Tell the teachers how they can make life easier for your child. For example, if your child loves drama but doesn’t feel they are very good at it, but their English homework reduces them to tears, a word of encouragement from both teachers of these subjects might help a lot.
Let the teachers know how your child deals with stress. Maybe they like being able to have someone to talk to or maybe they prefer to take off and swim lengths at the local pool. Find out if there’s a school club they could join or activity they could help with that lets them do more of what they enjoy and what they need to relax.
Your homework to take along with you
A list of important dates. You can expect your child to feel more sensitive, or feel the need to show zero concern, on dates such as their dead parent’s birthday, on their own birthday and in the run up to holidays. And also if their parent was planning anything big that they didn’t get to carry out, such as running a big race or graduating from Open University, the day of the planned celebration that now won’t be happening, might be forgotten or it might loom large for your child. Give the relevant teachers your list of dates.
If it is important to you that the school respects your belief system then write down the terms and ideas that you’d like to have used or included. For example, if you’ve raised your child as an atheist and teachers keep saying their parent is in heaven, older kids can accept that different people have different ideas but little ones might get confused and wonder why either you or their teacher is lying to them.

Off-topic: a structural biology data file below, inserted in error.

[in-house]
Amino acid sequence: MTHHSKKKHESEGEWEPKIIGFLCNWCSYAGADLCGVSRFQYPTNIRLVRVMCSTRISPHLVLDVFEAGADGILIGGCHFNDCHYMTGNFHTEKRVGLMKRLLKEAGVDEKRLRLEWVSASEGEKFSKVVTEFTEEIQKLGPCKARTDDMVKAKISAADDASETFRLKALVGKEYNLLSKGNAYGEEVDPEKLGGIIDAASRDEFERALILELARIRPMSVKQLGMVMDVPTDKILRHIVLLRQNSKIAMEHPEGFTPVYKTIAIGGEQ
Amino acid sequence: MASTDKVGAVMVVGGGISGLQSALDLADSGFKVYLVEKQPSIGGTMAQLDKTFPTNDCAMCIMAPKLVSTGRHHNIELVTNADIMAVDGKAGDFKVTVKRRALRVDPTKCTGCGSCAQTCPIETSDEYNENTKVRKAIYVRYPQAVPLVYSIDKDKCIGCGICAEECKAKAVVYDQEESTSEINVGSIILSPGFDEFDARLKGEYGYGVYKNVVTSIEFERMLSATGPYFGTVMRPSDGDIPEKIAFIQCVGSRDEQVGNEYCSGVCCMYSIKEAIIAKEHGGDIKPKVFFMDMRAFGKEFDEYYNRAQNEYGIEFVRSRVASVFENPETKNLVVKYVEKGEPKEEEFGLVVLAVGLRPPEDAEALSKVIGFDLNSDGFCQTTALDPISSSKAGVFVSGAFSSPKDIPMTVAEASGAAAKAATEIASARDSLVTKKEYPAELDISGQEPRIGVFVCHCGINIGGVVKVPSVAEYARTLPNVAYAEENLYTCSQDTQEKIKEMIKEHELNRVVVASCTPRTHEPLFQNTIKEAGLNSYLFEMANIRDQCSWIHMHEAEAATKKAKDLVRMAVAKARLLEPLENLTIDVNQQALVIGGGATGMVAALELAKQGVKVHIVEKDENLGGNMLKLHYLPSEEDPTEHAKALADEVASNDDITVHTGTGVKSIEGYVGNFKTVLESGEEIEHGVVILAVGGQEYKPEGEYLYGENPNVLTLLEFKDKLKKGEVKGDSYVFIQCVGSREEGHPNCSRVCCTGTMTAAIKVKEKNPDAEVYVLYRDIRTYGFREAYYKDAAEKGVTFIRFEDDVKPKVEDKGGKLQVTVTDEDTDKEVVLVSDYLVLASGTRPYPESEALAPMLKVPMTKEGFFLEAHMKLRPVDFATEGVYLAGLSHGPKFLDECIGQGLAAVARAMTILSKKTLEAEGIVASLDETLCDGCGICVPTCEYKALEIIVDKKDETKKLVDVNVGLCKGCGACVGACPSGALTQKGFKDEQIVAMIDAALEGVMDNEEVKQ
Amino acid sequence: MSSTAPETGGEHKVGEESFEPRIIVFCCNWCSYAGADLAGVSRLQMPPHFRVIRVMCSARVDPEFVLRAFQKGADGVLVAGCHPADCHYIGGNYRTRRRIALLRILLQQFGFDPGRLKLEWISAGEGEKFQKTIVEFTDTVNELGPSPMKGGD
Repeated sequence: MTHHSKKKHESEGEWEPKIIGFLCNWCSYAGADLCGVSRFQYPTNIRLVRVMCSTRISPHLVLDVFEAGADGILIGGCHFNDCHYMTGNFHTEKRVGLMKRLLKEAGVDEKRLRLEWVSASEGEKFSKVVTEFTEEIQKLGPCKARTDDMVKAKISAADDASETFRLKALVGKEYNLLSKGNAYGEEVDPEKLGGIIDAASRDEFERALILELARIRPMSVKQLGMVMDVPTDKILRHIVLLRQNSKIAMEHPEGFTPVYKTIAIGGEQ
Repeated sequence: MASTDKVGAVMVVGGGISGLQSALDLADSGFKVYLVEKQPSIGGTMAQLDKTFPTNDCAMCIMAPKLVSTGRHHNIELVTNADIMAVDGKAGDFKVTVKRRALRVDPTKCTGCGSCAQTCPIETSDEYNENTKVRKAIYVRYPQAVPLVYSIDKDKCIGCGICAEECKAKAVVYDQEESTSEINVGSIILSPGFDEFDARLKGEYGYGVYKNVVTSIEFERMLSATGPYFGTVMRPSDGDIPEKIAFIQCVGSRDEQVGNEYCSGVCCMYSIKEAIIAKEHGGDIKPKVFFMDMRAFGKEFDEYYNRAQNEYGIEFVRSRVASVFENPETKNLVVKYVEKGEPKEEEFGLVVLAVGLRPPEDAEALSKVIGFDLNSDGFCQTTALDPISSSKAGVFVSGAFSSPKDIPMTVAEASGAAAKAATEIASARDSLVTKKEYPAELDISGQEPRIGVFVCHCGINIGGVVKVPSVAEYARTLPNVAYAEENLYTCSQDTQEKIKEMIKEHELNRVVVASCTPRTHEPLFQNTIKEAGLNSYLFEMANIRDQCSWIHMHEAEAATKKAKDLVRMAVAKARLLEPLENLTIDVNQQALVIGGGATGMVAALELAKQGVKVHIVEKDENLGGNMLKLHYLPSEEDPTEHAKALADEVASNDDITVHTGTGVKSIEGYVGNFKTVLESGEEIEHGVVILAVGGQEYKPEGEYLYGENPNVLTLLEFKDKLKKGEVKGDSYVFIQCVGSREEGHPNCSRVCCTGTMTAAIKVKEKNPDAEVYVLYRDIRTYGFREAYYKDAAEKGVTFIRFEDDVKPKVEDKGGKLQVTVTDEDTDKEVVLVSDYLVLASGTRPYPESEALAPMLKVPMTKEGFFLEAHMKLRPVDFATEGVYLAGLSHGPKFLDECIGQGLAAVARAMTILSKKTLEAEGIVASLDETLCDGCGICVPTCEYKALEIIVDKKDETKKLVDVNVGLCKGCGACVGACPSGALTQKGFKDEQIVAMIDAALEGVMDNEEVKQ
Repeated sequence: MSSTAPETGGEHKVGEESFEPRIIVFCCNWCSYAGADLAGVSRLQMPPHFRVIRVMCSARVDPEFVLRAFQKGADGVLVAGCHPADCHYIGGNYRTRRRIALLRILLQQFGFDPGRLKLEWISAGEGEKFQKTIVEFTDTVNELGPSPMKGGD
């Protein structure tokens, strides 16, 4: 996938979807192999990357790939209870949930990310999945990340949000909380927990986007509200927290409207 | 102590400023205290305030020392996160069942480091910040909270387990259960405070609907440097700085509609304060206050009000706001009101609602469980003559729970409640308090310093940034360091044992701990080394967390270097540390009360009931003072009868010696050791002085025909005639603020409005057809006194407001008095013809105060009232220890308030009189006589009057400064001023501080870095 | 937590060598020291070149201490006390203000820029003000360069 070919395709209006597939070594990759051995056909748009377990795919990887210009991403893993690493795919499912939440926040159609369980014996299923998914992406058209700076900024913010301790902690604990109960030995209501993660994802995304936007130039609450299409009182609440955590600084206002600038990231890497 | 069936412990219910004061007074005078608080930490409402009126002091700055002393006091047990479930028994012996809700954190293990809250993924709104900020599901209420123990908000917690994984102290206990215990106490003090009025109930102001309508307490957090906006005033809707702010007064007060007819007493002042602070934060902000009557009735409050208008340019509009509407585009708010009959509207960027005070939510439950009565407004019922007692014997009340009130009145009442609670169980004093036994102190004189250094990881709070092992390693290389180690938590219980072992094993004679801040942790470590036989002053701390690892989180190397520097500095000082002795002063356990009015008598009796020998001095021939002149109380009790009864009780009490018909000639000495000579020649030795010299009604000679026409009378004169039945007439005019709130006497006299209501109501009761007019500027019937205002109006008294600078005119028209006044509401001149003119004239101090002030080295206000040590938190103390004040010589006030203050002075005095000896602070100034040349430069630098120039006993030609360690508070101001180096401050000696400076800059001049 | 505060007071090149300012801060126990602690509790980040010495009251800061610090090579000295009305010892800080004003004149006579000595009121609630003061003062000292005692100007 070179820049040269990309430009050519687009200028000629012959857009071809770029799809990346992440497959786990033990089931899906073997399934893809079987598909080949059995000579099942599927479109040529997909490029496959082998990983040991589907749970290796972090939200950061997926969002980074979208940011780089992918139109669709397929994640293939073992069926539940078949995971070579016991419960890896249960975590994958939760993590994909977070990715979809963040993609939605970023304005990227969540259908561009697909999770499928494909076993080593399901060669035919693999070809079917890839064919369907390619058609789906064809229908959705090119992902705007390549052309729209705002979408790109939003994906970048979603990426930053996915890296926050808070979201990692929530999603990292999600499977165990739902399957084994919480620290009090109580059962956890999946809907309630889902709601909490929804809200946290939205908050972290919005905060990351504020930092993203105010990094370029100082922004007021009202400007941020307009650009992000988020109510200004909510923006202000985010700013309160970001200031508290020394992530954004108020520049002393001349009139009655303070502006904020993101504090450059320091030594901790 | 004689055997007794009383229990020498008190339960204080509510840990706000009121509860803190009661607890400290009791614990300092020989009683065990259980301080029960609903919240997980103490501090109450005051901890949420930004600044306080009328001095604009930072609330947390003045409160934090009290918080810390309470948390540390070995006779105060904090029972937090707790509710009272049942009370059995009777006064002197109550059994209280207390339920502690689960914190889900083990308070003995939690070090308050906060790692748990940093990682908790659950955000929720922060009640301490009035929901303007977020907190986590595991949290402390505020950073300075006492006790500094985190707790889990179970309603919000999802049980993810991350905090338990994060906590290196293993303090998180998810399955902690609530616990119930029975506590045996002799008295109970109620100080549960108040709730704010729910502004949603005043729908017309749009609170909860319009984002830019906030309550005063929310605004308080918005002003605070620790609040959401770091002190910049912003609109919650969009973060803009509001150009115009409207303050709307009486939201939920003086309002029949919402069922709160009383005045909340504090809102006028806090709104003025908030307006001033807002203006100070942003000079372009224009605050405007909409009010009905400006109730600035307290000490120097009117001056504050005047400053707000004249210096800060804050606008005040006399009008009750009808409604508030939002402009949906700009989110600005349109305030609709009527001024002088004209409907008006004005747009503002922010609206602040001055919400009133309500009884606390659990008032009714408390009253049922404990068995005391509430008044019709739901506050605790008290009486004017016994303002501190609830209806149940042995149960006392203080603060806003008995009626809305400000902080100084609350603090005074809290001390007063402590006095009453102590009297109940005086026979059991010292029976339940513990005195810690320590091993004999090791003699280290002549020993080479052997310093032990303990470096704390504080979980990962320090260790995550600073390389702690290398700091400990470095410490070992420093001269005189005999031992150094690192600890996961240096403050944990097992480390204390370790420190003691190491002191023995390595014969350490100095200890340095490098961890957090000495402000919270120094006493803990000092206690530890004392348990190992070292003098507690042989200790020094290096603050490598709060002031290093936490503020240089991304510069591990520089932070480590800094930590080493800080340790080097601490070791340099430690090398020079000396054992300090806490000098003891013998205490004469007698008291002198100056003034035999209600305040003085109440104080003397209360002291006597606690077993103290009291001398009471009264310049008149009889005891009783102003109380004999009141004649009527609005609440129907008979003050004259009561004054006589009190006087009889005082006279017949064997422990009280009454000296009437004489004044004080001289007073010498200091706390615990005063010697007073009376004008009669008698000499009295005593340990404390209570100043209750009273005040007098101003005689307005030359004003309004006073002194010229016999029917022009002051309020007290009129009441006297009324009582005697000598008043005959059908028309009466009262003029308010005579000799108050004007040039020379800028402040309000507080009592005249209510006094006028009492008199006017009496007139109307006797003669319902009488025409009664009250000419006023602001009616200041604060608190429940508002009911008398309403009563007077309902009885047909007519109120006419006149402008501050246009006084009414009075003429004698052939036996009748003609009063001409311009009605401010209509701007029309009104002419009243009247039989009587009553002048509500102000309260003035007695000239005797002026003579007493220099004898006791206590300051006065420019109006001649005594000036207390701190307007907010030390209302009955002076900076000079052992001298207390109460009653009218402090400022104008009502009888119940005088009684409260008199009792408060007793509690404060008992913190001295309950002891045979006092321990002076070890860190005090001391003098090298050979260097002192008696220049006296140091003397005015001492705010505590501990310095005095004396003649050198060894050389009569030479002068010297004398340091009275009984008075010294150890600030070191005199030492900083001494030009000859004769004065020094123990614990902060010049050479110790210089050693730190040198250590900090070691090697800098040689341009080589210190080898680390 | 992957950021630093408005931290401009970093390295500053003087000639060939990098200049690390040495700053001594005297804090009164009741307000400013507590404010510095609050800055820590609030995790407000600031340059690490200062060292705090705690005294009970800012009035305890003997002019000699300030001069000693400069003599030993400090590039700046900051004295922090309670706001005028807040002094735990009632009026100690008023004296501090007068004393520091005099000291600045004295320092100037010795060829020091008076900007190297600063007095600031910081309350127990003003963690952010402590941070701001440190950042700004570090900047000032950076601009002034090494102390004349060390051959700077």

Look on the websites of child bereavement charities and take along printouts of anything you feel is relevant. Send the links in an email, as back-up. Teachers are regular people with busy jobs so help them to help you.
There will be a million reasons why some days your child storms through the front door, straight into their room and doesn’t want to talk about it. Many of these reasons will be old news by the next day. But some days it will be about something more important. And some days your child will act as if all is well when it’s really not.
You can’t foresee and mitigate every upset but you can encourage a more open and supportive environment. And by taking active steps to stand up for your child, you show them that they deserve to be stood up for and you demonstrate to them how to ask for help. Those lessons will serve them well in the future.
Child Bereavement UK’s schools section
Winston’s Wish’s schools section
Childhood Bereavement Network’s teachers’ section
Grief Encounter’s training section
Have a look and you will find more. Locally you might well find initiatives with your nearest hospice, carers’ charity or cancer support charity.
Image by ImageegamI
First published in Issue 15 of Widows and Widowers magazine